Points of Controversy

2.2. Of the Knowledge of the Arahant

Controverted Point: That the Arahant may lack knowledge.

Theravādin: You maintain that he does. Then you must also admit that the Arahant has ignorance—ignorance as flood, bond, latent bias, attack, fetter, hindrance. If you deny this, you cannot say he lacks knowledge.

You would certainly admit lack of knowledge, ignorance as “flood,” etc., in the case of the average man. How can you assert the former and deny the latter in the case of the Arahant?

You would deny that an Arahant from lack of knowledge would kill living things, take what is not given, speak lies, utter slander, speak harshly, indulge in idle talk, commit burglary, carry off plunder, be a highwayman, commit adultery, and destroy village or town; yet you would admit an average man might from lack of knowledge do such things. In fact you assert that an Arahant from lack of knowledge would pursue the opposite course from what an average man would do from lack of knowledge.

You deny that an Arahant lacks knowledge in respect of the Teacher, the Doctrine, the Saṅgha, of the ethical training, of the beginning of time, the end of time, both beginning and end, and of things as happening by way of assignable causes. You deny that herein he lacks knowledge. Yet you maintain your proposition… .

You admit that an average man who lacks knowledge lacks it in those respects, bat that an Arahant who lacks knowledge does not lack it in those respects. Must you not also admit that an average man, lacking in knowledge, does not lack it in those respects?

Can you maintain that the Arahant—one who has so put away passion, hate, ignorance, conceit, error, doubt, sloth, distraction, impudence, and indiscretion, that they are cut off at the root and made as the stump of a palm tree, incapable of rising again in future renewal, who has cultivated the means for putting away passions, and all the other factors of enlightenment to that end, who has consummated as having done with lust, hate, and delusion, and to whom all the terms for the Arahant may be applied—that such an one lacks knowledge?

Or how can you maintain your proposition with regard to one class of Arahant only—to those who are proficient in their own field—and not to another class—to those who are proficient in other things?

Did not the Exalted One say in the Suttanta:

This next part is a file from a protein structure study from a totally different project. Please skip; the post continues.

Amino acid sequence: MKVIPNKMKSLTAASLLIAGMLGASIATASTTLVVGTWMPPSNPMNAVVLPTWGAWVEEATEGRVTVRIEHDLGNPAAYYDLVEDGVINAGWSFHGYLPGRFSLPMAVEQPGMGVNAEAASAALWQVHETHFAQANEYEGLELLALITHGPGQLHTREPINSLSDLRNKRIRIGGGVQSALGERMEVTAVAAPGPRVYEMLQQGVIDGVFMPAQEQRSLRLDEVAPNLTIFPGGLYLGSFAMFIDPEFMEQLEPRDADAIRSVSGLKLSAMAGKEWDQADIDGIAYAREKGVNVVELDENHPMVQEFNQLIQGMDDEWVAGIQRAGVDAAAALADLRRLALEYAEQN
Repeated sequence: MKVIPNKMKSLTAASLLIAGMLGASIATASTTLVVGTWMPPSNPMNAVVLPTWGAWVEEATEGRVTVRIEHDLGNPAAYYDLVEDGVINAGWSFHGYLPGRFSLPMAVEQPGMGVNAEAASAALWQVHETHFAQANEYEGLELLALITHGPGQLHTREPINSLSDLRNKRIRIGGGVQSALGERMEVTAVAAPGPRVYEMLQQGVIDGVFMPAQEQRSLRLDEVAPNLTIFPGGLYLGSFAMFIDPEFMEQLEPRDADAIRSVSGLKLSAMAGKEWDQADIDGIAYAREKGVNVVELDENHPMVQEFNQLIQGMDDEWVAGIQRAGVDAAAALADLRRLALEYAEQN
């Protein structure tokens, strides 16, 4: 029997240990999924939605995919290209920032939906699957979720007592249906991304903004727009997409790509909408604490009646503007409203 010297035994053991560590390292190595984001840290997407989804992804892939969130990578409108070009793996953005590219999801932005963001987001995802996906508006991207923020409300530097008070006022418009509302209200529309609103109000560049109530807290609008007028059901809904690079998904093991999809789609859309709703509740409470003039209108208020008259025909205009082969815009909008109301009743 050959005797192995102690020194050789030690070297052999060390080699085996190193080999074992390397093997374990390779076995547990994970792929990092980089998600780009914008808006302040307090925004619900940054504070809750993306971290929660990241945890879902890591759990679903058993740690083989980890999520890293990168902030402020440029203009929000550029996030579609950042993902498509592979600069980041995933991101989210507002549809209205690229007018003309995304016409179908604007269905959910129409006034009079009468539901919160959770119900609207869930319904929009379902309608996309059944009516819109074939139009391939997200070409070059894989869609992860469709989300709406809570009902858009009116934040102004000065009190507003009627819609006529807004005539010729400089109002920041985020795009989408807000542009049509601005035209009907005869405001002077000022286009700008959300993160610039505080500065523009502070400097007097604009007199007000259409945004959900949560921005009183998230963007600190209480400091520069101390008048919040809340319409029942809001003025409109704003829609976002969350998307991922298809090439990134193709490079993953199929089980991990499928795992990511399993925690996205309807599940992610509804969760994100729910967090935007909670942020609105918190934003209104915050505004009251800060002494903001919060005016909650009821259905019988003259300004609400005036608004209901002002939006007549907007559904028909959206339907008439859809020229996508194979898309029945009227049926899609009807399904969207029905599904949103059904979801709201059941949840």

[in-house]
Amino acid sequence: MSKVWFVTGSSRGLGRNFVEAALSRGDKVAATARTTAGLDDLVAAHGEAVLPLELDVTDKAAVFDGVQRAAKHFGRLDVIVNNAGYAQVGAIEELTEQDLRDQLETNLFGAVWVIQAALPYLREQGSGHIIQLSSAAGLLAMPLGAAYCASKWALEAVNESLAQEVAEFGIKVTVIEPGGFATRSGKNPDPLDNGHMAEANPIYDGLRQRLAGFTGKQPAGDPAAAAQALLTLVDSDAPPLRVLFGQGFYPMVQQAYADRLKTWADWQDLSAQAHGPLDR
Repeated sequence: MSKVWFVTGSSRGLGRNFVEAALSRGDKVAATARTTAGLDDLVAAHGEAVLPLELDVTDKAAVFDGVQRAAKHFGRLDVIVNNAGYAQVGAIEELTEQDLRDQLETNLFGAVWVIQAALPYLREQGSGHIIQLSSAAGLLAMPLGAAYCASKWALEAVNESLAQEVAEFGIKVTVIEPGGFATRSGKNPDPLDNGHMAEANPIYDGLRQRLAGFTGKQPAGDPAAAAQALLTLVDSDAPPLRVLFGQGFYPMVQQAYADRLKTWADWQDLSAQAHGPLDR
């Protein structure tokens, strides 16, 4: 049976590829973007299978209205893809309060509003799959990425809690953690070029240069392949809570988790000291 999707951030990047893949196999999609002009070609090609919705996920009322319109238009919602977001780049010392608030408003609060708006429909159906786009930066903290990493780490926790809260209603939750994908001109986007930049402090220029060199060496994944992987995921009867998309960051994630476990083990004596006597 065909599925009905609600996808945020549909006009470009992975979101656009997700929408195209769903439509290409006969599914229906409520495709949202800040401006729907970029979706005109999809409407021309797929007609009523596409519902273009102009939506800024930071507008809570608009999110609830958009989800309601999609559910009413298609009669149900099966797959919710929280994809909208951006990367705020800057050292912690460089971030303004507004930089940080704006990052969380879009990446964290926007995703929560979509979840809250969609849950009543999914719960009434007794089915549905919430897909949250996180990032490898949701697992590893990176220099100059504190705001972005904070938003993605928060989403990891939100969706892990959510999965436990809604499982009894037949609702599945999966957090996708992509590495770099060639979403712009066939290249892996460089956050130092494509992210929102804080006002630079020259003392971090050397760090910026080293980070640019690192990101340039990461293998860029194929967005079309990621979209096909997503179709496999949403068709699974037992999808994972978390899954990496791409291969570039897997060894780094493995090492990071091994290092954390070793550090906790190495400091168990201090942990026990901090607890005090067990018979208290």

“In him who knows, O bhikkhus, who sees do I declare the defilements to be extinct, not in him who knows not neither sees. And what, bhikkhus, in him who knows who sees, is the extinction of defilements? ‘Such is body, such its cause, so is its cessation; such are the four mental factors, such their cause, so is their cessation’—even this, O bhikkhus, is the extinguishing of defilements.”

How then can the Arahant who knows who sees lack knowledge?

Again, did not the Exalted One say in the Suttanta:

“In him who knows, O bhikkhus, who sees do I declare the defilements to be extinct, not in him who knows not, neither sees And what, bhikkhus, in him who knows who sees is the extinguishing of defilements? “This is Suffering!” herein, bhikkhus, for him who knows who sees is that extinguishing. “This is the cause of Suffering … this is the cessation of Suffering … this is the course leading to the cessation of Suffering”—herein, bhikkhus, for him who knows who sees is the extinguishing of defilements"?

How then can the Arahant who knows who sees lack knowledge?

Again, did not the Exalted One say in the Suttanta:

“The man, O bhikkhus, who does not understand and comprehend all, who has not emptied himself of all, and given up all, is not capable of extinguishing Suffering. And he, O bhikkhus, who understands, comprehends, empties himself of, and gives up all, he is capable of extinguishing Suffering.”

How then can the Arahant who knows who sees lack knowledge?

Again, did not the Exalted One say in the Suttanta:

“Together with attainment of vision,
Three things are abandoned:
Identity view, doubt
And misapprehension of behaviour and vows—if any remain.
Such a one is released from the fourfold doom,
And they cannot do any of the six heinous deeds.”

How then can the Arahant be said to lack knowledge?

Again, did not the Exalted One say in the Suttanta:

“Whenever, O bhikkhus, for the Ariyan disciple there doth arise the stainless, flawless eye of the Dhamma—that whatsoever is liable to happen is also liable to cease—together with the arising of that vision are these three fetters: identity view, doubt, and the misapprehension of behaviour and vows put away by him.”

How then can the Arahant be said to lack knowledge?

Puggalavādin: Is it wrong to say “the Arahant lacks knowledge”? May he not be ignorant of the name and lineage of a woman or a man, of a right or wrong road, or of how grasses, twigs, and forest plants are called? If this is so, surely, good sir, it is right to say that he lacks knowledge.

Theravādin: If you say that, in not knowing such things, the Arahant lacks “knowledge”, would you also say he lacks knowledge as to the fruition of Stream-Winning, Once-Returning, Never-Returning, Arahantship? Of course not—hence it should not be said that he lacks knowledge.